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The Deep Web's Newest Drug Mecca Is the Facebook of Virtual Black Markets

Atlantis allows drug dealers and buyers to become "fans" of one another.
Image is a screen shot of Atlantis's video ad spot.

The Deep Web, or Darknet, is on the minds of many in this post-PRISM world. A virtual underworld where all is allowed, and Big Brother cannot so easily surveil, is riling up politicians such as Sen. Charles Schumer who sees apocalypse in the Deep Web's shadow enterprises.

The under-net's latest entrant is Atlantis, a black marketplace for drugs which could soon be Silk Road's most formidable competitor. Whereas Silk Road has been quiet and hard to find (to a degree), Atlantis's founders are pursuing a rather unusual publicity campaign. There is an Atlantis Facebook page, Twitter account, and, naturally, a subreddit. Also part of the campaign is one of the most absurdly funny videos of the year—one that looks as if it could have been crafted by an advertising agency.


Upon entering Atlantis via Tor browser, users are greeted with a "Welcome to Atlantis," followed by text such as: "Atlantis has been designed from the ground up to improve on all aspects of competitor markets." From there, users sign up or login.

On this homepage, there are also descriptions of Atlantis's service and why they believe it surpasses Silk Road. The shadow marketplace's founders claim cheaper drug rates and better security, while boasting that Atlantis is the first site to accommodate multiple crypto-currencies, including Litcoins and Bitcoins. And they sell this multi-currency option as an opportunity to "reap the rewards of multiple investment opportunities." Savvy.

Echoing Atlantis's very public social media campaign, the site features a sort of built-in social media component. Called Fan Management, the idea seems to be that if you've got a drug dealer whose goods you dig, or you're a dealer who really likes a particular buyer, why not become a fans of one another? Theoretically, even the fuzz or FBI agents could become fans of drug dealers, a rather interesting byproduct of Fan Management. Not that it would achieve much in the way of law enforcement, but interesting to think about nonetheless.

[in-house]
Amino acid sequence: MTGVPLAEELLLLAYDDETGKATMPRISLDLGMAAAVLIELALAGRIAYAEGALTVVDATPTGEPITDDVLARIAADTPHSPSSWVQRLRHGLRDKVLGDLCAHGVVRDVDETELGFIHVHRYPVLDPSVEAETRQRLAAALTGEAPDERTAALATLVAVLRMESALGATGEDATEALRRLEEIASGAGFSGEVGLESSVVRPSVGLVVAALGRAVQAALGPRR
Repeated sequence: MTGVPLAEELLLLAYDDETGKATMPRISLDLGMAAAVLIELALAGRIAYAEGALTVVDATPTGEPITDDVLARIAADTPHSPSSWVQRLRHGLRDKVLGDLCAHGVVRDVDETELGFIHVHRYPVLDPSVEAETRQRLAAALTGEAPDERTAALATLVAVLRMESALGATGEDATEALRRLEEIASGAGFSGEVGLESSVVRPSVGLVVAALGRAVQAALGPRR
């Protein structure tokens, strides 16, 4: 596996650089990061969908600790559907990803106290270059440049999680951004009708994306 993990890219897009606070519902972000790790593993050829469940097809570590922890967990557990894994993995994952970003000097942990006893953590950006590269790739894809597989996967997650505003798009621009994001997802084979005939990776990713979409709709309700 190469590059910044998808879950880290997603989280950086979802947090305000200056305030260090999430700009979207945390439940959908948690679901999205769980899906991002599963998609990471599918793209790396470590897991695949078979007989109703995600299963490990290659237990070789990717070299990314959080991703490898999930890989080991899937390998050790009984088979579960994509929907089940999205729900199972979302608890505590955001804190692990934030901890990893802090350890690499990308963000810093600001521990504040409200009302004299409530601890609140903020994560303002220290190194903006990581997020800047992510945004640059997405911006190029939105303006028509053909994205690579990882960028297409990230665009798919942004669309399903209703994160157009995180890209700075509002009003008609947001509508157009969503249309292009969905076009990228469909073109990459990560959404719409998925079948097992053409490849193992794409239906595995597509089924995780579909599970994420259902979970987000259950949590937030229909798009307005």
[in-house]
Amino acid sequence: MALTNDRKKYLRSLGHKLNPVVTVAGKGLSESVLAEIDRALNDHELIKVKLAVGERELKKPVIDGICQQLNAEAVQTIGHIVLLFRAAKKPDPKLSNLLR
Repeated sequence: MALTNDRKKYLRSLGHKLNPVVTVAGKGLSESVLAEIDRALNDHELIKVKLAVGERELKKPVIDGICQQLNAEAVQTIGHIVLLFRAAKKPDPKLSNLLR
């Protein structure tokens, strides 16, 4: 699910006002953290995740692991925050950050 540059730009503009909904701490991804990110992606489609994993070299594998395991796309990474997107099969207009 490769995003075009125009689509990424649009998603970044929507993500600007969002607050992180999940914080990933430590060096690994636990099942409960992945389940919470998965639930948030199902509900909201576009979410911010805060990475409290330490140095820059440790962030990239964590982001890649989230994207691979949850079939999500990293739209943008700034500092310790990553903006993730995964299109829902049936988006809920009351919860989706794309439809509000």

Everything about Atlantis is the more streamlined (but safe) connection of buyers and sellers. Call Atlantis the Facebook of virtual black markets. You know, without all of the data mining.

"We want to bring attention to the site and bring our vendors more buyers," said the supposed CEO of Atlantis in an Ask Me Anything session on Reddit. "Law enforcement is going to be aware of us (and probably already is) regardless of the way we choose to put our product out there."

What is really interesting about the publicity campaign with its Silicon Valley-style video spot is that, unlike Silk Road, the Atlantis team's approach presents a picture of a socially-acceptable drug marketplace. Or, at least it tries to. In that respect, it's a bit like anti-drug hysteria propaganda. And though Atlantis lives in the Deep Web for anonymity purposes, it has quite a mainstream mindset. In a sense, it functions as a type of social and economic protest, in which its very existence should cause people, from a nation's politicians to its average citizens, to rethink domestic and foreign drug laws.

Why? Well, if encrytion and savvy drug delivery (via the postal system) cannot be effectively beaten—either because other entrants will just replace Silk Road and Atlantis, while postal scanning is a logistical nightmare—then the only real means of combatting this virtual underworld is by legalizing and regulating drugs. That, or the alternative: take the War On Drugs into the virtual realm, and repeat that campaign's well-known list of failures.